WASHINGTON -- With families encouraged to stay at home due to the nationwide health crisis, the Drug Enforcement Administration (DEA) is asking Americans to keep prescription medications safe and secure until they can properly dispose of them.
The Secure Your Meds awareness campaign addresses a vital public safety and health issue. Medicines that languish in home cabinets are highly susceptible to diversion, misuse, and abuse. The campaign also prompts families to discuss the issue of controlled prescription drug abuse.
“Protecting the health and safety of our communities is DEA’s top priority, especially during the unprecedented public health emergency,” stated DEA Acting Administrator Uttam Dhillon. “With Americans at home, families need to be even more vigilant and keep prescription medications safe, secure, and out of reach of children and others in the household.”
“While families are doing all they can to stay safe from the coronavirus, I want to remind everyone to make sure they continue to secure their prescription medications,” stated Special Agent in Charge of the DEA’s New Jersey Division, Susan A. Gibson. “Although the 2020 Spring Take Back Day has been postponed, there are still options for New Jersey residents to properly dispose of their medications. They can go to www.americanmedicinechest.com or www.njconsumeraffairs.gov/meddrop for prescription drop boxes in their local area.”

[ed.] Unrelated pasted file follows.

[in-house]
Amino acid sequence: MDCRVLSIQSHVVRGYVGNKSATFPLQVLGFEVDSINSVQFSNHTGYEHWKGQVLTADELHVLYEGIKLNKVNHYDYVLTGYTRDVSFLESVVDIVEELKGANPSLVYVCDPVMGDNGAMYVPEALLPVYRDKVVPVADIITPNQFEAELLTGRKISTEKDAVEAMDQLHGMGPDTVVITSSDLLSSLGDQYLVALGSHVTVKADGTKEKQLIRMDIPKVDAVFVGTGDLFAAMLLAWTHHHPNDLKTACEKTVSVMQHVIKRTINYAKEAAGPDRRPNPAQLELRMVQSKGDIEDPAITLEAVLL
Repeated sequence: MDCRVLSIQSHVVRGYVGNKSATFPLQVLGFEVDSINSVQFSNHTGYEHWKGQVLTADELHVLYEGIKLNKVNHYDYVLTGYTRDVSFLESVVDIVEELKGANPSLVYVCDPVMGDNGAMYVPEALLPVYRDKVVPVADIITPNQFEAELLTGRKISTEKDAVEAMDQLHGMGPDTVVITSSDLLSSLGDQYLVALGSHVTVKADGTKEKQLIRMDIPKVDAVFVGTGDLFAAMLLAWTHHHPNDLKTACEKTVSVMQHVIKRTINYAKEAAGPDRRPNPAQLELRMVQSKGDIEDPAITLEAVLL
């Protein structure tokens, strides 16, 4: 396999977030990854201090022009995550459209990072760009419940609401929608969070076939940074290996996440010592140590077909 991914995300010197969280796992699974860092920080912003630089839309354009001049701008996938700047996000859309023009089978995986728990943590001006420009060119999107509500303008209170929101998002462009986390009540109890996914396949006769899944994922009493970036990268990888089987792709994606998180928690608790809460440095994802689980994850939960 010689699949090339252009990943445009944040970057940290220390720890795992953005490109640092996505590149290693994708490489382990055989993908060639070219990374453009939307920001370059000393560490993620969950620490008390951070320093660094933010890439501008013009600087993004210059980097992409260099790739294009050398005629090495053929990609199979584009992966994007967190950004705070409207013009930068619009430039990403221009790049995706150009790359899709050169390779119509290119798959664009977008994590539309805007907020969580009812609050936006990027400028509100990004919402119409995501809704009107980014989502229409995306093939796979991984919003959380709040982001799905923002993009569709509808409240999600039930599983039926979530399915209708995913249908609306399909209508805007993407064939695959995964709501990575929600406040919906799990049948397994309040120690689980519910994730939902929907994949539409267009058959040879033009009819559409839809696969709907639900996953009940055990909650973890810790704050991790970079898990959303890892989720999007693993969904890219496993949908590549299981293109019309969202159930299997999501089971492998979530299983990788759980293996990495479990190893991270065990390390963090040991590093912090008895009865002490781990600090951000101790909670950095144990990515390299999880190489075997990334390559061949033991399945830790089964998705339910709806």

Special Agent in Charge Gibson further stated, “I want the public to know that DEA is fully operational during this unprecedented time. DEA has worked in consultation with HHS to allow DEA-registered practitioners to issue prescriptions for controlled substances to patients for whom they have not conducted an in-person medical evaluation. This telemedicine practice will continue while the public health emergency declaration remains in effect. With that being said, I want to assure the public that DEA will aggressively pursue those who seek to take advantage of this situation and violate the Controlled Substances Act. Our goal is to keep the community safe.”
DEA holds its national Prescription Drug Take Back Day twice a year. However, because of the current nationwide coronavirus pandemic, DEA postponed the 2020 Spring Take Back Day, originally scheduled for April 25. DEA will reschedule Take Back day for a date shortly after the health crisis recedes and national emergency guidelines are lifted.
In the meantime, DEA wants to remind Americans to clean out their medicine cabinets and secure unused, unwanted, and expired prescription medications for the next National Prescription Drug Take Back Day, on a date to be determined.
Rates of prescription drug abuse in the United States are alarmingly high, as are the number of accidental poisonings and overdoses due to these drugs. Studies show that a majority of abused prescription drugs are obtained from family and friends, including from the home medicine cabinet.
Once the Centers for Disease Control and Prevention lifts restrictions, DEA will reschedule Take Back Day. More information on the Secure Your Meds campaign and Take Back Day are available at www.DEATakeBack.com.